Originally posted at The Hooded Utilitarian.
A few months ago, Sophie Campbell posted an update to her blog about her ongoing comic series, Wet Moon. After reassuring readers that she was making progress on the seventh installment, she shared the news that volume eight will likely be the last. “I’ll be calling it quits after that, at least for a while,” she writes. And though she hints at the possibility of some kind of spin-off, Campbell seems pretty clear about her need for creative breathing room away from Wet Moon, and perhaps even some closure. Her remarks are what prompted my question this week: when and under what circumstances should a comic series end?
Oni Press first began publishing Campbell’s series in 2005, so as she mentions in her post, it’s been nearly a decade since Cleo, Trilby, Audrey, and Mara started their first year at the art school in their hometown of Wet Moon, somewhere in the Deep South. The comic’s young aspiring poets, playwrights, and illustrators are chain-smoking goths and metal heads, young vegan swamp things who hang out in coffee shops and indie video stores between classes. Not surprisingly, a sense of panic, self-questioning, and irrepressible curiosity underscores their transition from high school to college. Even more interesting, though, is how Campbell’s narrative and aesthetic style values intersectionality in ways that the characters themselves are still struggling to appreciate. In the generous curves and angles of their bodies, gender, race, sexuality, ability, and regional identities are alternatively extolled and effaced according to the shifting cultural attitudes and language of youth. Elements of horror and mystery add even more energy to comic’s coming-of-age drama.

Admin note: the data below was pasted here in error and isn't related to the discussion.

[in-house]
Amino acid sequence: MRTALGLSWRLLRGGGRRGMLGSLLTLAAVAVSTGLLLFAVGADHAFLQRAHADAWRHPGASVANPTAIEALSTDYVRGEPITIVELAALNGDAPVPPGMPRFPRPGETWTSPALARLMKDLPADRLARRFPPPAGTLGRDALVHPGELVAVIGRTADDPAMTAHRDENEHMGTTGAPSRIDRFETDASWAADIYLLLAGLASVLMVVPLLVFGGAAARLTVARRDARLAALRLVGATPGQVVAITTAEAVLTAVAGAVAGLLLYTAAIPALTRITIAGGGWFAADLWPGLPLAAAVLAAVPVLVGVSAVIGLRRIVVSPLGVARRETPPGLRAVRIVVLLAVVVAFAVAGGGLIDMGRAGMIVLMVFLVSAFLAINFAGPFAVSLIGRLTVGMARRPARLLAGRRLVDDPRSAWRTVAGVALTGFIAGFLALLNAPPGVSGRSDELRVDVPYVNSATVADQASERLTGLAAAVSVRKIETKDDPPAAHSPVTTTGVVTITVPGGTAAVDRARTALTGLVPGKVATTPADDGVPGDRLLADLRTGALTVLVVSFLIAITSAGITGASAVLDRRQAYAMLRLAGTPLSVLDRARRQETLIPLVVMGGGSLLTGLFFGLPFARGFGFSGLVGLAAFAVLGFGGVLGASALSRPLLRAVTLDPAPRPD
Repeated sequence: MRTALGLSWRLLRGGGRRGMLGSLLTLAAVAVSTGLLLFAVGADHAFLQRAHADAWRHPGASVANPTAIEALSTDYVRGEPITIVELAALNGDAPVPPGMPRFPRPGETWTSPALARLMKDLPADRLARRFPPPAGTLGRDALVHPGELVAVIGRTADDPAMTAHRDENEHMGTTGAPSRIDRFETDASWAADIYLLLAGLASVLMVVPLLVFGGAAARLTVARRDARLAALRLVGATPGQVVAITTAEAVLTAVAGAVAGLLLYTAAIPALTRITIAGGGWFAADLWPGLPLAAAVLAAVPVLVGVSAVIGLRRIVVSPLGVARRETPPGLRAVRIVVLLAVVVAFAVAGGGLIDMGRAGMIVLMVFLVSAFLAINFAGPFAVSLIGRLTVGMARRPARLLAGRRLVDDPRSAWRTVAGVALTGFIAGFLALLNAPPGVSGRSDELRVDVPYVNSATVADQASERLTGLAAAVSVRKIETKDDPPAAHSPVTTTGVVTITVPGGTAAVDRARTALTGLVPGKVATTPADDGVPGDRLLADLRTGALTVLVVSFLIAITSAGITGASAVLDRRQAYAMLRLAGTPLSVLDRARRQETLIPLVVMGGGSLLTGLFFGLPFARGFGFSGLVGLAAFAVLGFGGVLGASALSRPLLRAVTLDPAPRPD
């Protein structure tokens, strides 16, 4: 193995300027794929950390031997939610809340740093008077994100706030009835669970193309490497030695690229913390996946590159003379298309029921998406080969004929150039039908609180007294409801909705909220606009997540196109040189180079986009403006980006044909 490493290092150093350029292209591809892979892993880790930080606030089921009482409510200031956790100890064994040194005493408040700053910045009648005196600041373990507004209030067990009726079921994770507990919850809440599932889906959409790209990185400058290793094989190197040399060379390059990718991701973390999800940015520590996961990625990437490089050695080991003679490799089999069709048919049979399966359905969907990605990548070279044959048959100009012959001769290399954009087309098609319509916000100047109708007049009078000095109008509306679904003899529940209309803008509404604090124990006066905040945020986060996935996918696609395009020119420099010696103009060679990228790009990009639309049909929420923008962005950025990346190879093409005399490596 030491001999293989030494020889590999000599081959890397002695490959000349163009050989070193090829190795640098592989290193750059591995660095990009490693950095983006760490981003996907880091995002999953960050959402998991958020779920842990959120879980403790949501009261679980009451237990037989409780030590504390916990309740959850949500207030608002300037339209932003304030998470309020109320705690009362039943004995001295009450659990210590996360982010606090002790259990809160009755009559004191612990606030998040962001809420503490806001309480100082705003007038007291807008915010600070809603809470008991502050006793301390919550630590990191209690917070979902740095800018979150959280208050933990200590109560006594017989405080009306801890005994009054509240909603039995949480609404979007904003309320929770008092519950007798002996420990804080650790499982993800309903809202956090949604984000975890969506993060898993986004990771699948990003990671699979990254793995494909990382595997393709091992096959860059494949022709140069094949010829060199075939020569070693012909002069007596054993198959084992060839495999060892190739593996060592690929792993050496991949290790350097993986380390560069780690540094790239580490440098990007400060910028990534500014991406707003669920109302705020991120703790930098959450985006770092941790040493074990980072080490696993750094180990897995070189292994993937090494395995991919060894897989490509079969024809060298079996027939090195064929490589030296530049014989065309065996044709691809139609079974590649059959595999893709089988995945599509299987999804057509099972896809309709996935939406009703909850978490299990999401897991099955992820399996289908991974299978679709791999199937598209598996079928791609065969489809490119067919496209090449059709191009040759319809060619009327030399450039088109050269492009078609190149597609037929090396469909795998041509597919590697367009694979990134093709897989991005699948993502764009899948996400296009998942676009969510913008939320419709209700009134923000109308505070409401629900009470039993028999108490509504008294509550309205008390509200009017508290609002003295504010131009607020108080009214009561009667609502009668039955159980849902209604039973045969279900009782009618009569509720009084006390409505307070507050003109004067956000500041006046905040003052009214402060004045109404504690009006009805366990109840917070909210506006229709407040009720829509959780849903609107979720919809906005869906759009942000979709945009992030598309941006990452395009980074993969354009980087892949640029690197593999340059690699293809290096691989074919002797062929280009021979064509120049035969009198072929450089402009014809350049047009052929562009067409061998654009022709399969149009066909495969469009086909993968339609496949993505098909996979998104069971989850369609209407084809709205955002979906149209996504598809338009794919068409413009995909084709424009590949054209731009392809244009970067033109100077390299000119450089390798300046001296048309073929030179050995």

An archive of my online writing on comics, literature, and culture. (Illustration above by Seth!)